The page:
9. “Kahlstub” – The Secret Prayer Room
It’s easy to miss the mezuzah when you enter the large room facing the street. The little parchment with the confession of faith in Hebrew is contained in a contemporary glass capsule that was inserted when the renovated Blue House was rededicated. When you enter the bright space and see the pictures on the walls you may guess the room’s original purpose. On the left wall hangs a large oil painting, based on a 1937 photo that shows the interior of the Breisach synagogue. It was painted by Phoebe Frank from California and donated to the Blue House.
On November 10, 1938, the Jewish community was deprived of its house of worship – it’s synagogue, situated close to the community center in the “Judengasse.” An SS unit, with members from Freiburg and Breisach, violently launched the November Pogrom. All Jewish men between 16 and 60 were arrested, transported to Freiburg, and deported the next day to the Dachau concentration camp.
Opposite the painting, two historical photos document the continuation of religious services in this room after November 10. You can see a provisionary Torah Ark, a lectern and chairs for the community, and on the wall a board with the Ten Commandments.
While their fathers were imprisoned in Dachau, boys who had completed their bar mitzvah – including Ralph Eisemann, the younger son of the cantor, and his friends – took over the task of leading services.
Misrachim – Where is Jerusalem situated?
Three misrachim (singular: misrach) on this wall with the inscription . מזרח.(Hebrew for East) indicate the direction “East.” Such an orientation for directing prayers towards the temple in Jerusalem could be found in every traditional Jewish household.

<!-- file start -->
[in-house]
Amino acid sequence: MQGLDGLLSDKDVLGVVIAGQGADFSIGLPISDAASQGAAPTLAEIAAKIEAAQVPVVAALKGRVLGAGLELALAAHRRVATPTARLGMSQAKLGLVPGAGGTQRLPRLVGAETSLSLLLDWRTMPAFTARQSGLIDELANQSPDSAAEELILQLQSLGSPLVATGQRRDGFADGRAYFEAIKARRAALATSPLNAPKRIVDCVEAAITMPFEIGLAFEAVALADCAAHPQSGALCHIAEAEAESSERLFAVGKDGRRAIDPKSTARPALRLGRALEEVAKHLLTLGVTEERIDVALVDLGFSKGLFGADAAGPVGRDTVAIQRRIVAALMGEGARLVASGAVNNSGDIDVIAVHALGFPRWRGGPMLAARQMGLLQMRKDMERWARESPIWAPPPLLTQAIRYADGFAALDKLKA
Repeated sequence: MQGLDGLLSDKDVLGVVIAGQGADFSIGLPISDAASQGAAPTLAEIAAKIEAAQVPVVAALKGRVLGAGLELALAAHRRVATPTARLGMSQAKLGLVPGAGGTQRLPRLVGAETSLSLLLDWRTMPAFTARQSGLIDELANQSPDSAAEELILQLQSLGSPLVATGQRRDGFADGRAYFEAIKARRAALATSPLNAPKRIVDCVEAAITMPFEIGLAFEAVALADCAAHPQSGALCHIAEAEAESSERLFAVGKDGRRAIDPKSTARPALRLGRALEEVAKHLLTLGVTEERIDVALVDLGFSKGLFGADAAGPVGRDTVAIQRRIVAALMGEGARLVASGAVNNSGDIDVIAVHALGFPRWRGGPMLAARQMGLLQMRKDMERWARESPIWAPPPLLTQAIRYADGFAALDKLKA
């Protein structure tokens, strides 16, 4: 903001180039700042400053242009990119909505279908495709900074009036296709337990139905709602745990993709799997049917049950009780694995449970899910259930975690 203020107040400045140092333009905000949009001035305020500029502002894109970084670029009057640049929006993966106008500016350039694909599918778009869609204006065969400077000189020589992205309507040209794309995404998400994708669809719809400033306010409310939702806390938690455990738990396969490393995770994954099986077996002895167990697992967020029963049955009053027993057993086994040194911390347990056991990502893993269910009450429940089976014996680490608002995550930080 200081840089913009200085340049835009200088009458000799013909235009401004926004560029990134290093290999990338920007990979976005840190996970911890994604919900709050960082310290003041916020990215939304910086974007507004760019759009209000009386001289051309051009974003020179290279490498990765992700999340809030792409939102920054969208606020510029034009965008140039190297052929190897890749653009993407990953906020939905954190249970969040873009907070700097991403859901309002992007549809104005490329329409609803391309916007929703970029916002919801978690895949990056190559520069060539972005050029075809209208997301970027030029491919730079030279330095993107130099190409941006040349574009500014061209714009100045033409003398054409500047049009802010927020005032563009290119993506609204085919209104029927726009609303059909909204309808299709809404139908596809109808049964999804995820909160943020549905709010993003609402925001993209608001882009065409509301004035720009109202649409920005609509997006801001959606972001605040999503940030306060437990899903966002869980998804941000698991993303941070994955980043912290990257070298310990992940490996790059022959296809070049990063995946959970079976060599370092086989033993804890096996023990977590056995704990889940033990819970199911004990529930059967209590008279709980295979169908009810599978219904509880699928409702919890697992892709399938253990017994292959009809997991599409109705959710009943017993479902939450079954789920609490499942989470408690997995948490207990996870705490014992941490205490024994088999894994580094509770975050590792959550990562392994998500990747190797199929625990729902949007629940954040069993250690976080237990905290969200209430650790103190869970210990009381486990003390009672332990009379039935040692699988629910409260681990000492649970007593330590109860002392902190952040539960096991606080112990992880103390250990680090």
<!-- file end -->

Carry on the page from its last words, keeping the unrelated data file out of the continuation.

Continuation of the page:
One misrach comes from the legacy of Toni Keller nee Mock, whose parents ran the inn “Adler,” (eagle). She spent her final years in the Jewish old people’s home in Lengnau (Switzerland) after her exile in the USA. She is buried in the cemetery there.
Another misrach was given to the Foerderverein in October 2000 by Albert Bochner, stepson of Theodor Guenzburger. Both of them survived the Shoah.
The only misrach that withstood the time of the Nazis in Breisach is to be found in the small collection of the Blue House. Its owner was Selma Ziehler nee Bergheimer, who survived with her Catholic husband and her children, partly in Sulzburg.
In this room, visitors learn about the Jewish families of Breisach, and their histories. There is an info sheet for each name in the hall of remembrance; often a photo as well. The position of the files – in the middle of the room – emphasizes the importance of the families and at the same time the loss. You are invited to leaf through the files, to investigate and ask.
Datebase “Jewish Families in the Southwest”